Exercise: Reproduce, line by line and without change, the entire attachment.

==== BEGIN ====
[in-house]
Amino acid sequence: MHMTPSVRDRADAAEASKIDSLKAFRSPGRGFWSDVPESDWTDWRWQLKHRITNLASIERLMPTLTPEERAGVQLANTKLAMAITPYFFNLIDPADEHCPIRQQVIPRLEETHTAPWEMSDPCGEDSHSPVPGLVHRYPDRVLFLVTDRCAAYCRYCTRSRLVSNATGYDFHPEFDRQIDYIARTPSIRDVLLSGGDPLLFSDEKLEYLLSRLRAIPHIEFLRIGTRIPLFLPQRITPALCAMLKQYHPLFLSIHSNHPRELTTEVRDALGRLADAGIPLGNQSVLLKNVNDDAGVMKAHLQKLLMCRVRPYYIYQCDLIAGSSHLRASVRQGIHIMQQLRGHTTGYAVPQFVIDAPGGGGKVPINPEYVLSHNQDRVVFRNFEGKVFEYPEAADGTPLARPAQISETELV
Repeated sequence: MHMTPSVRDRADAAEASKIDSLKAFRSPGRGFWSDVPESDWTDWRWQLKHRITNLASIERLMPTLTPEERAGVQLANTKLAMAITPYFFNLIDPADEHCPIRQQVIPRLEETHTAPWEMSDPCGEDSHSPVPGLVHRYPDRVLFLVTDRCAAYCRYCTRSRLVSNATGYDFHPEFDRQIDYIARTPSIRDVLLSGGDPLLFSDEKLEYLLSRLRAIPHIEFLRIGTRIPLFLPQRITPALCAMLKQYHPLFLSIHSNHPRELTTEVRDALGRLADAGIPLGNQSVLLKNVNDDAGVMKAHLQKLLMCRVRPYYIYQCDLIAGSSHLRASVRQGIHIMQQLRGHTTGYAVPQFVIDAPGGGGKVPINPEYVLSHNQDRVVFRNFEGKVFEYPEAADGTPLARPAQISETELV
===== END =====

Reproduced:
[in-house]
Amino acid sequence: MHMTPSVRDRADAAEASKIDSLKAFRSPGRGFWSDVPESDWTDWRWQLKHRITNLASIERLMPTLTPEERAGVQLANTKLAMAITPYFFNLIDPADEHCPIRQQVIPRLEETHTAPWEMSDPCGEDSHSPVPGLVHRYPDRVLFLVTDRCAAYCRYCTRSRLVSNATGYDFHPEFDRQIDYIARTPSIRDVLLSGGDPLLFSDEKLEYLLSRLRAIPHIEFLRIGTRIPLFLPQRITPALCAMLKQYHPLFLSIHSNHPRELTTEVRDALGRLADAGIPLGNQSVLLKNVNDDAGVMKAHLQKLLMCRVRPYYIYQCDLIAGSSHLRASVRQGIHIMQQLRGHTTGYAVPQFVIDAPGGGGKVPINPEYVLSHNQDRVVFRNFEGKVFEYPEAADGTPLARPAQISETELV
Repeated sequence: MHMTPSVRDRADAAEASKIDSLKAFRSPGRGFWSDVPESDWTDWRWQLKHRITNLASIERLMPTLTPEERAGVQLANTKLAMAITPYFFNLIDPADEHCPIRQQVIPRLEETHTAPWEMSDPCGEDSHSPVPGLVHRYPDRVLFLVTDRCAAYCRYCTRSRLVSNATGYDFHPEFDRQIDYIARTPSIRDVLLSGGDPLLFSDEKLEYLLSRLRAIPHIEFLRIGTRIPLFLPQRITPALCAMLKQYHPLFLSIHSNHPRELTTEVRDALGRLADAGIPLGNQSVLLKNVNDDAGVMKAHLQKLLMCRVRPYYIYQCDLIAGSSHLRASVRQGIHIMQQLRGHTTGYAVPQFVIDAPGGGGKVPINPEYVLSHNQDRVVFRNFEGKVFEYPEAADGTPLARPAQISETELV